Tag Archive for Los Angeles County

Update: Bike rider killed in close pass on Mt. Baldy Road last Saturday

No name.

One lousy paragraph.

Evidently, that’s all the life of a Fontana cyclist is worth, as the Claremont Courier reports a bike rider was killed on Mt. Baldy Road last Saturday.

According to the paper, the 59-year old victim was riding south on Mt. Baldy Road near Evey Canyon around 7 am on Saturday, June 14th, when a 77-year old driver attempted to pass him. She hit him with the passenger side mirror of her SUV, knocking him to the ground with great force.

He died after being airlifted to USC Medical Center with severe head trauma. The paper notes that he suffered the injuries despite wearing a helmet, which suggests a significant impact.

No other information is available at this time, including the names of the victim and driver.

The collision is still under investigation. However, even without the new three-foot passing law going into effect until September, this would appear to be a clear case of unsafe passing at the very least.

This is the 46th bicycling fatality in Southern California this year, and the 19th in Los Angeles County.

Update: Comments from Cheryl and Sierra Ornelas identify the victim as Carlos Vasquez, who was riding with his son at the time of the collision.

My deepest sympathy and prayers for Carlos Vasquez and his loved ones.

Thanks to Erik Griswold for the heads-up.

19-year old bike rider killed in South LA hit-and-run

Yet another teenage cyclist has been murdered by a heartless hit-and-run driver.

Late last night, news broke that a South LA pedestrian had been seriously injured by a driver who fled the scene. By this morning, it was clear that the victim, identified as by the LA Times as 19-year old Oscar Toledo Jr., had been riding a bike when he was run down.

KNBC-4 places the collision around 9:40 pm at the intersection of South Normandie Ave and West 47th Street. Toledo was reportedly crossing Normandie on 47th when he was hit by a car traveling south on Normandie; no word on which direction he was riding. However, the Times story says he was making a left, apparently onto Normandie.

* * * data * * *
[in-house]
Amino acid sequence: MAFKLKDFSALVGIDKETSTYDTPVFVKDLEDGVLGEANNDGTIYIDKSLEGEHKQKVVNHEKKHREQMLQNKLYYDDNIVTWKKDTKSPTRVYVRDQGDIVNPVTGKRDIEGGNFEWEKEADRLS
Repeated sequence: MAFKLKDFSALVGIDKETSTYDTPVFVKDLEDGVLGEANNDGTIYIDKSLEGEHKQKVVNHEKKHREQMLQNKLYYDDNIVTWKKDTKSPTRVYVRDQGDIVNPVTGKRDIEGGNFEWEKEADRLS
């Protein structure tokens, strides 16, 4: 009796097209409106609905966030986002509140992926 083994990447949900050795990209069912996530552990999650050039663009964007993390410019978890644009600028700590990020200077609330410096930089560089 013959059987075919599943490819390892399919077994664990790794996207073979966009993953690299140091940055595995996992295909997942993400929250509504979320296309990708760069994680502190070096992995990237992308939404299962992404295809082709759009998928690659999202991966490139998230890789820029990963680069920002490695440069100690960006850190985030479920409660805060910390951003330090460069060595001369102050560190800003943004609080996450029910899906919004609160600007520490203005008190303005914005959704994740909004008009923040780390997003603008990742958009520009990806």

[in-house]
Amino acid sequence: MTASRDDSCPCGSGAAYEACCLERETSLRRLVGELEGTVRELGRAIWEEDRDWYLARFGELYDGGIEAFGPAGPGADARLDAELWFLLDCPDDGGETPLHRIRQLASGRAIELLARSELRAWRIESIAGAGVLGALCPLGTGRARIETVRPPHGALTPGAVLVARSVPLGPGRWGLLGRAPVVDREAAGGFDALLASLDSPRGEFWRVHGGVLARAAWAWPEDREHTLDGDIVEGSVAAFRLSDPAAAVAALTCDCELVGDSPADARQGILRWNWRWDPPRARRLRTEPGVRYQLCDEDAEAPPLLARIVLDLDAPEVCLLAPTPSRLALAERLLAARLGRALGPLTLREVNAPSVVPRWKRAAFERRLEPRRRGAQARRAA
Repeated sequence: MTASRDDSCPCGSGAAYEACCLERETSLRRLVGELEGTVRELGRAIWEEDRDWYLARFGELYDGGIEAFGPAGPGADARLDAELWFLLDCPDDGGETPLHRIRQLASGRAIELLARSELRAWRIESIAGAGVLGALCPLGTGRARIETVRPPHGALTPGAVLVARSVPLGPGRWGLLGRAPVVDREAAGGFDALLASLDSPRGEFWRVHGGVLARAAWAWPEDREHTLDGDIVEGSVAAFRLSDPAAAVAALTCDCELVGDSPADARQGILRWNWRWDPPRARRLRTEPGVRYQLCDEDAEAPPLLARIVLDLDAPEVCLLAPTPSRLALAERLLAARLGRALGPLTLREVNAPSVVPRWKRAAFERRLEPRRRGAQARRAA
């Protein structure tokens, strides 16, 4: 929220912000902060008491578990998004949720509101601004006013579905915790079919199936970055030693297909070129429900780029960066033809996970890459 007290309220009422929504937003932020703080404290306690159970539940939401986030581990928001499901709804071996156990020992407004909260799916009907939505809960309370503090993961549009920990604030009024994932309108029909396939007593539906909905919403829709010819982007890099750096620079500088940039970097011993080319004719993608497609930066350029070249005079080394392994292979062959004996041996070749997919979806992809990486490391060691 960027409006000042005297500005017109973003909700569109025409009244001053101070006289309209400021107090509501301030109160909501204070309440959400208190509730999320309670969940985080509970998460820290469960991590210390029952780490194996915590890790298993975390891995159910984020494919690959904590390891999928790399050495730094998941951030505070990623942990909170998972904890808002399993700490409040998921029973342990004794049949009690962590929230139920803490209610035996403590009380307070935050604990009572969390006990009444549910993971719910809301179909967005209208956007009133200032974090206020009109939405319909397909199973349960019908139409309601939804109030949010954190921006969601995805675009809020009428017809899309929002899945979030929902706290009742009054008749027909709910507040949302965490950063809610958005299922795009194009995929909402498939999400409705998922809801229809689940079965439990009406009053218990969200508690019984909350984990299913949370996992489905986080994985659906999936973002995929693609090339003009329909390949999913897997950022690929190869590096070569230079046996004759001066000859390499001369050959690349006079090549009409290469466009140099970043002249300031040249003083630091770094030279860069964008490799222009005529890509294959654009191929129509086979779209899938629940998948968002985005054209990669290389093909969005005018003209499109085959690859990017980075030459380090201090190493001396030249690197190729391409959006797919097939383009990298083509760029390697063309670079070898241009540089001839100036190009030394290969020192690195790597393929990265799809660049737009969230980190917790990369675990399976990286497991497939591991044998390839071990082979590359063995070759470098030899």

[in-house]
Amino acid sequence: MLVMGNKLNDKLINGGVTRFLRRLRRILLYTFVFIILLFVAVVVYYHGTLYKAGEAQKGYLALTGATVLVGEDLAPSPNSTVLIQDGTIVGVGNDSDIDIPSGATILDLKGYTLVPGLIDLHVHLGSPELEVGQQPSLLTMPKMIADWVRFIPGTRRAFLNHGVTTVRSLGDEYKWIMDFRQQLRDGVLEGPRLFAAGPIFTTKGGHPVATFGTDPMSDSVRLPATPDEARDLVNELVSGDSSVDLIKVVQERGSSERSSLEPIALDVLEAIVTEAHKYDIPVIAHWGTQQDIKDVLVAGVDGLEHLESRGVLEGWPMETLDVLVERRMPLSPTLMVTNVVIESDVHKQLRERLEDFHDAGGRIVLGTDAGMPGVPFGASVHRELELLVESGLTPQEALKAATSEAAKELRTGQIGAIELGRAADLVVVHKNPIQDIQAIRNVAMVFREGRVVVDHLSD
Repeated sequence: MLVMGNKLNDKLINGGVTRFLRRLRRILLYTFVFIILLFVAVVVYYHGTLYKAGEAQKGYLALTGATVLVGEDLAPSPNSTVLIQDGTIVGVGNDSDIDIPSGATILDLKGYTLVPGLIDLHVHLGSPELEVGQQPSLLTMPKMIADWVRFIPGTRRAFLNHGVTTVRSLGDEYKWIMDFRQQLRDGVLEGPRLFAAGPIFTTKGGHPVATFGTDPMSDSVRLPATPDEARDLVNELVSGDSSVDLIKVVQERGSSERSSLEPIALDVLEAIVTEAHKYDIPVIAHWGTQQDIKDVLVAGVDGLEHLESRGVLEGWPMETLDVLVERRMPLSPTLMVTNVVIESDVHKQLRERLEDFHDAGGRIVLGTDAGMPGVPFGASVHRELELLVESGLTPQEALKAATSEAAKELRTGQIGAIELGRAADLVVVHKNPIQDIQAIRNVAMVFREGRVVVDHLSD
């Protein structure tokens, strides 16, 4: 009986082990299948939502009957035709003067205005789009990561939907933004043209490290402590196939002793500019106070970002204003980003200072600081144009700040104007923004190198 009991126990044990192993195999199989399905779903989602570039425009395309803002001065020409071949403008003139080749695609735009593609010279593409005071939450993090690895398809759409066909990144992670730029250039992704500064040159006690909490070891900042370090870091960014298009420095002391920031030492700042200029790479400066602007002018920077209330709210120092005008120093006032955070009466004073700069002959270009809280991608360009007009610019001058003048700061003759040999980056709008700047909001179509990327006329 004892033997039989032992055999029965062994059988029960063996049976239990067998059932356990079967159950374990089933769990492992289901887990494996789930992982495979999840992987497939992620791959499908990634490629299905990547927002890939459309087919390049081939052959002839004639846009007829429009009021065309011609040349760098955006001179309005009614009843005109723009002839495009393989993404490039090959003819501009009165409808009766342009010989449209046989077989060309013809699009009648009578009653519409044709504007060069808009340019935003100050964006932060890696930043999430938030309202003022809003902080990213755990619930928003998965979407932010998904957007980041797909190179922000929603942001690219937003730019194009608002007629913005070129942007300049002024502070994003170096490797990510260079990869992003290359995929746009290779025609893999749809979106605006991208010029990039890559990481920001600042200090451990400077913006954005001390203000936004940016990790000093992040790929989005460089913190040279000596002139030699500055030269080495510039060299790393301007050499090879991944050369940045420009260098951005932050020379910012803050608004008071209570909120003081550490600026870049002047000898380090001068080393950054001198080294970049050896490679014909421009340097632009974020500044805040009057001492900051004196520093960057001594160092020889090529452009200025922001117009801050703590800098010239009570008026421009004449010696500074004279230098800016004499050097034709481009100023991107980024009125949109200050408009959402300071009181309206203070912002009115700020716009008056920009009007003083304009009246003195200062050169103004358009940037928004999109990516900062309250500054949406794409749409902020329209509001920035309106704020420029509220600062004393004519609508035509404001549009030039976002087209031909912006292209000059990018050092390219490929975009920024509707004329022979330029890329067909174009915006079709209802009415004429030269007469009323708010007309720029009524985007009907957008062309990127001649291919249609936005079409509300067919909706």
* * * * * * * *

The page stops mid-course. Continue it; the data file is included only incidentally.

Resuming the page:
The driver fled the scene, evidently without slowing or stopping.

Toledo was transported to a local hospital in critical condition; KNBC reports he died there while the Times says he passed away in the ambulance.

Police are looking for a red Toyota Corolla or burgundy Pontiac, which suggests there may have been at least two witnesses to the crash. KNBC reports police will be looking to see if  collision may have been captured on surveillance video from local businesses.

KABC-7 quotes an LAPD detective, who says the vehicle may have front end damage constant with striking a bike.

“The young man was 19 years old, leaves behind a caring family, his mother, his brother. It’s very important that if witnesses have any information to come forward so we can solve this crime,” said Render.

Anyone with information is urges to call the LAPD at 877/LAPD-24-7.

This is the 44th bicycling fatality in Southern California this year, which compares with 32 this time last year. It’s also the 18th cycling death in LA County, and the fifth in the City of LA; three of those five deaths have been hit-and-runs.

Update: KTLA-5 reports Toledo had recently become a father; now a child will grow up never knowing his dad. A ghost bike will be installed at the location Friday evening.

My deepest sympathy and prayers for Oscar Toledo Jr. and all his loved ones.

Thanks to Richard Risemberg and James Johnson for the heads-up.